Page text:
Gerard Poole, who has served as Freeport School District’s assistant superintendent for curriculum and instruction since 2013, was officially appointed at the top of Shoreham-Wading River’s April 18 board of education meeting.

He will be the district’s full-time superintendent, taking over for interim Neil Lederer, effective July 1.

An educator for more than 20 years, Poole, 50, started out as an elementary school teacher and instructional coach in the Riverhead Central School District and eventually landed an administrative position in Valley Stream school district before transferring to Freeport.

“It’s truly a privilege and an honor to have the chance to collaborate and build upon the successes of the school district.”

—Gerard Poole

Although Poole has been a lifelong resident of Mattituck, where he lives with his wife and two sons, he said it was an easy decision to apply for the Shoreham-Wading River position. He said he believes it’s one of the best districts on Long Island.

“It’s truly a privilege and an honor to have the chance to collaborate and build upon the successes of the school district,” Poole said during the meeting. “I’ve met many parents, teachers and administrators and [got] a warm welcome and sense of community from everyone.”

When he was interviewed back in February, he said it was clear he and the district saw eye to eye.

“I thought it was a great fit,” Poole said.

There are some key things for every superintendent to be successful, he explained.

“[The most important thing] is to be really open, accessible, forthright, collaborate with the community — to really find out exactly where we want to head, figure out the programs and what the student needs to really reach their full potential,” he said. “It’s not just really important for me to look at documents or student outcomes, but to really listen and hear from parents, staff and students, and work with the board to continue to come up with the great work that’s already in place here in Shoreham.”

Poole’s outlook falls directly in line with what parents in the district asked for.

Bob Freier and Joann Kaplan of District Wise Search Consultants were hired by the district in November not just to find a new superintendent, but to gauge the community on what kind of characteristics they should seek in finding a permanent replacement for previous full-time superintendent Steven Cohen, who retired last summer after holding the position for five years.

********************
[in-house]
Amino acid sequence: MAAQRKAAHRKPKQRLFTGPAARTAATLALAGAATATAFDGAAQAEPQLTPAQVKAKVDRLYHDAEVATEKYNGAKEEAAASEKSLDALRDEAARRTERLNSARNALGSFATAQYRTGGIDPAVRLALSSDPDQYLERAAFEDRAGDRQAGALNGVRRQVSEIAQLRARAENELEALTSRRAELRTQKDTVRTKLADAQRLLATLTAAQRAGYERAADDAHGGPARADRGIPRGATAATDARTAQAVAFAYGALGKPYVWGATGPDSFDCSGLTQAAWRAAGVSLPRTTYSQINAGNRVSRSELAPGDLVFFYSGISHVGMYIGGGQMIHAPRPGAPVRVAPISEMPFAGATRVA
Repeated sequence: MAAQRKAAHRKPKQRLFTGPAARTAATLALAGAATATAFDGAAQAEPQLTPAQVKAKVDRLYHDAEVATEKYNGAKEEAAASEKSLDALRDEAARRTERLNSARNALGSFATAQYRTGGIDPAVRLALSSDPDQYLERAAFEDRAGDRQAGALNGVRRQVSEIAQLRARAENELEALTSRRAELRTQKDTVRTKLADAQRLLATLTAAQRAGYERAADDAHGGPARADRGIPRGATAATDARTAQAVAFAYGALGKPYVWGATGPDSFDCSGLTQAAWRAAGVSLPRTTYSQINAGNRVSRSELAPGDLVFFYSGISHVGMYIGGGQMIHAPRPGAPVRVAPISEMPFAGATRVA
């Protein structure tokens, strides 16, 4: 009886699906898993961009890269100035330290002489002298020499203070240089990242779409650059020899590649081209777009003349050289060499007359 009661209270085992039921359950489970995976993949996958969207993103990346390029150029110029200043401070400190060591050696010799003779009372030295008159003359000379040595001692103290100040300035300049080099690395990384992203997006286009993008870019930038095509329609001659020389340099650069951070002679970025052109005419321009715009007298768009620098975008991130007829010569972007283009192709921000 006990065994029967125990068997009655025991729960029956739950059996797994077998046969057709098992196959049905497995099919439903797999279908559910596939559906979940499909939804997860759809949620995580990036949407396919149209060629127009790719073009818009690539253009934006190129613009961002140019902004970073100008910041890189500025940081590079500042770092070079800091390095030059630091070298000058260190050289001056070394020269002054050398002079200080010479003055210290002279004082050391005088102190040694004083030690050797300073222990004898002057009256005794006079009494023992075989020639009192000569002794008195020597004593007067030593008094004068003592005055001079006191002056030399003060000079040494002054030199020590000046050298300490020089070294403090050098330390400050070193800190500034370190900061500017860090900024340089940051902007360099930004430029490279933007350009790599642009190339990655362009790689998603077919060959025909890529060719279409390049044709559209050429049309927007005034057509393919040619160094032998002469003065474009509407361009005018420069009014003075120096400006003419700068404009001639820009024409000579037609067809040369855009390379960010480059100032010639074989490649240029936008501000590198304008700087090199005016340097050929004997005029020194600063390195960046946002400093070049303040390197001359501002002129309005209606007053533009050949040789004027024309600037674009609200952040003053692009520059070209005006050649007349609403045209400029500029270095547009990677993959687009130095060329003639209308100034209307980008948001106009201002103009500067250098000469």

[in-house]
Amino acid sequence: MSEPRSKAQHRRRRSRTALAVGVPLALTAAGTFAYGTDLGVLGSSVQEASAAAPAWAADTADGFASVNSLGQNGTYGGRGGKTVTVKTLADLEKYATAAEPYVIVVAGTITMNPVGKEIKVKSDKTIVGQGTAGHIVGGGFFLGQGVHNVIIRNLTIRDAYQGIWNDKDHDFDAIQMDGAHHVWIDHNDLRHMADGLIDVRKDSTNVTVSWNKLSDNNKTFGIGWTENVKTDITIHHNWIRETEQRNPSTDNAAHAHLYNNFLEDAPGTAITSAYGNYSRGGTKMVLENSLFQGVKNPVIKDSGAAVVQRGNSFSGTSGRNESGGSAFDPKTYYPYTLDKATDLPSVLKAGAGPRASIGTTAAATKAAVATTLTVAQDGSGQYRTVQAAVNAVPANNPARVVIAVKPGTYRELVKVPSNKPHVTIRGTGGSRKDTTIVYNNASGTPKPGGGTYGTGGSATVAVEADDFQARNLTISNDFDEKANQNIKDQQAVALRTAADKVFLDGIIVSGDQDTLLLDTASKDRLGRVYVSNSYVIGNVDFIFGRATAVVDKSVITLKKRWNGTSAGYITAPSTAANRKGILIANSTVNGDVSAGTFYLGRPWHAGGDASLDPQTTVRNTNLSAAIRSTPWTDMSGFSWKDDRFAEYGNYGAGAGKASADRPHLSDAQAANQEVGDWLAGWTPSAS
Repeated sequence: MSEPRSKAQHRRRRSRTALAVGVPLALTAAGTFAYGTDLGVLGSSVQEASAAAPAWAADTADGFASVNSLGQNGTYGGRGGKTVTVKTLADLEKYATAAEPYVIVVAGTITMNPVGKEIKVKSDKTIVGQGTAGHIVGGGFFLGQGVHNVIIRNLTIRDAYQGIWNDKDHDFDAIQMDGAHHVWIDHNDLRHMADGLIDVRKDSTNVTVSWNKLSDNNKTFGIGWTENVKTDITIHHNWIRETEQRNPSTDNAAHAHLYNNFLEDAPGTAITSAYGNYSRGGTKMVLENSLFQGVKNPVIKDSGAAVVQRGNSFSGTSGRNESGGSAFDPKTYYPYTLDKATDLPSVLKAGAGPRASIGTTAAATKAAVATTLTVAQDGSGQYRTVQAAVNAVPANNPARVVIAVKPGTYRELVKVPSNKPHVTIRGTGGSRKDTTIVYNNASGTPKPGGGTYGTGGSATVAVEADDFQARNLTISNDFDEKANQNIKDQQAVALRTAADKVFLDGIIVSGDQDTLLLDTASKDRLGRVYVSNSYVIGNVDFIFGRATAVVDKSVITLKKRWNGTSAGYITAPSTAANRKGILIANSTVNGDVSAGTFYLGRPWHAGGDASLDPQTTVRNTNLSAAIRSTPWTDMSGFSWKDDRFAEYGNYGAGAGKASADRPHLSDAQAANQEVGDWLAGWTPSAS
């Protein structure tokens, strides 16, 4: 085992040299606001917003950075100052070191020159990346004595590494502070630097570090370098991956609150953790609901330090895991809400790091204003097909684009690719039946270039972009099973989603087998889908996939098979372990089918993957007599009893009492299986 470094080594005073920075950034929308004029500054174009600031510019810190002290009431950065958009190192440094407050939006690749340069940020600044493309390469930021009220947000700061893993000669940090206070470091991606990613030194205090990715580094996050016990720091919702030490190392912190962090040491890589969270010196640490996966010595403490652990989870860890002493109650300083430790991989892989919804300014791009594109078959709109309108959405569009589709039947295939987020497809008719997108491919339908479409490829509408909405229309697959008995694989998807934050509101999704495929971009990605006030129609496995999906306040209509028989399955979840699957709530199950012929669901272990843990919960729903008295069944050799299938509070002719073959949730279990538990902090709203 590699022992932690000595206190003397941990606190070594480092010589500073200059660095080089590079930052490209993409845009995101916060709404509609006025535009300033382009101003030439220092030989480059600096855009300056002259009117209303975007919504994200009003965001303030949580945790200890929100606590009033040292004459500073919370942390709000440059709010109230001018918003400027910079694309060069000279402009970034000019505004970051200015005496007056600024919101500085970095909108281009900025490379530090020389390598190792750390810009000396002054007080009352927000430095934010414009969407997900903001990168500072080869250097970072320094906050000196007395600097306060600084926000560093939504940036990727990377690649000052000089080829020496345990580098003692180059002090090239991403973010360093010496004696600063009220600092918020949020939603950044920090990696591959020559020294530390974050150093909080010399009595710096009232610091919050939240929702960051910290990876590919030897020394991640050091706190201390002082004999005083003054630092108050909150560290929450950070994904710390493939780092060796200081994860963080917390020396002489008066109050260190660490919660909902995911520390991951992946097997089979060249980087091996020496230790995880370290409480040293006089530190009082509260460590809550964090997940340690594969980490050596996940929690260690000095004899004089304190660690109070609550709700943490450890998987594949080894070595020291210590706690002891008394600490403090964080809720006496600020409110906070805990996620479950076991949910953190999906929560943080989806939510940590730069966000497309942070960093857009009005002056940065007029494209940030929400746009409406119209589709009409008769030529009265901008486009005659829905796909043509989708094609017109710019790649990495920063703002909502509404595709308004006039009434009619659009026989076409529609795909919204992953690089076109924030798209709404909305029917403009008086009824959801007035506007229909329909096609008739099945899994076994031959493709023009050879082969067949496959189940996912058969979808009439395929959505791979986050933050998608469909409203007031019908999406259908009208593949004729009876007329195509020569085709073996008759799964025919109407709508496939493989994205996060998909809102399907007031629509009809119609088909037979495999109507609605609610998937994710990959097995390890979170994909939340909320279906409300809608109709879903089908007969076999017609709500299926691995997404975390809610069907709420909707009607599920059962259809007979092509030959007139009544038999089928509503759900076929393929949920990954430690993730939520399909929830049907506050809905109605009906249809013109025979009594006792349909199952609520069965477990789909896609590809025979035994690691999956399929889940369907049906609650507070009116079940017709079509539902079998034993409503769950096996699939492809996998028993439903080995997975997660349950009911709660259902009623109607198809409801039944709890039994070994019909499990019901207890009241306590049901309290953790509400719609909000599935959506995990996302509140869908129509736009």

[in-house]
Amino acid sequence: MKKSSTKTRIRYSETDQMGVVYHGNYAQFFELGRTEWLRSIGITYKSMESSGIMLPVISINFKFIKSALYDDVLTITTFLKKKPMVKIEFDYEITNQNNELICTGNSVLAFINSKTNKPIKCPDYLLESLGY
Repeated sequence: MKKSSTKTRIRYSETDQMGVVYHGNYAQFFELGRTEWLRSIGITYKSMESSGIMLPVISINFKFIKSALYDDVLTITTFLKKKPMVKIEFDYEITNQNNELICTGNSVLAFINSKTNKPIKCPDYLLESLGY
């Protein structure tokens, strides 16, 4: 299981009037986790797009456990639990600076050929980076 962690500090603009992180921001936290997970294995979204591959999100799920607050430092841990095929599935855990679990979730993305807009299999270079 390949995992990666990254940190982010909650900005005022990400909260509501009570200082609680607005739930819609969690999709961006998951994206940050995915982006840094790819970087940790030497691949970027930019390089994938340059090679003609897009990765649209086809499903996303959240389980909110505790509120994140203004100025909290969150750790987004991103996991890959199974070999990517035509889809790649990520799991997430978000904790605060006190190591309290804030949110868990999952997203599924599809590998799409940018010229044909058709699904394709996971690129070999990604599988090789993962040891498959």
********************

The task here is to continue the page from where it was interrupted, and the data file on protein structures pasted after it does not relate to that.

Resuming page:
Kaplan said the group interviewed more than 30 prospective candidates and narrowed it down to Poole.

“One of the things that stood out for me was how do we become one of those special districts on Long Island? One way is to pick a leader that has a vision. For me, he had that vision.”

—John Zukowski

“It was very important for the superintendent to be a face in the community and be a part of the fiber of the school — not just somebody in the office but somebody who would become a part of the culture of Shoreham-Wading River,” Kaplan said. “We actively recruited [Poole] because he’s brought so many incredible things to Freeport. He met our goals and excelled.”

During his four years in Freeport, Poole focused on providing world-class opportunities for his students, believing that all of them should receive core foundational skills before graduating.

He partnered with local universities to implement a challenging curriculum to prepare students for college, which included elementary-level introduction to technology, advanced science research and expanding college credit opportunities.

Board president John Zukowski said Poole stood out above the rest of the candidates.

“He has an encyclopedic knowledge of the district — he knows the culture here,” Zukowski said. “He has a lot of enthusiasm and incredible ideas. One of the things that stood out for me was how do we become one of those special districts on Long Island? One way is to pick a leader that has a vision. For me, he had that vision.”

Zukowski ended the meeting by referring to Michelangelo, the Italian Renaissance artist, who for three straight years slaved away at a massive piece of marble deemed too defective by other sculptors to create something out of. Michelangelo eventually sculpted his renowned David statue out of that rock. When asked how he did it, the artist said, “I see the angels in the marble, and I carve until I set them free.”

“On those days in this job when you feel you are just pounding rocks,” Zukowski said to Poole, “I’m going to ask you to keep carving because we definitely have angels here that you can set free. On behalf of the board, welcome aboard … we look forward to working with you so we can develop the potential of every kid in this district.”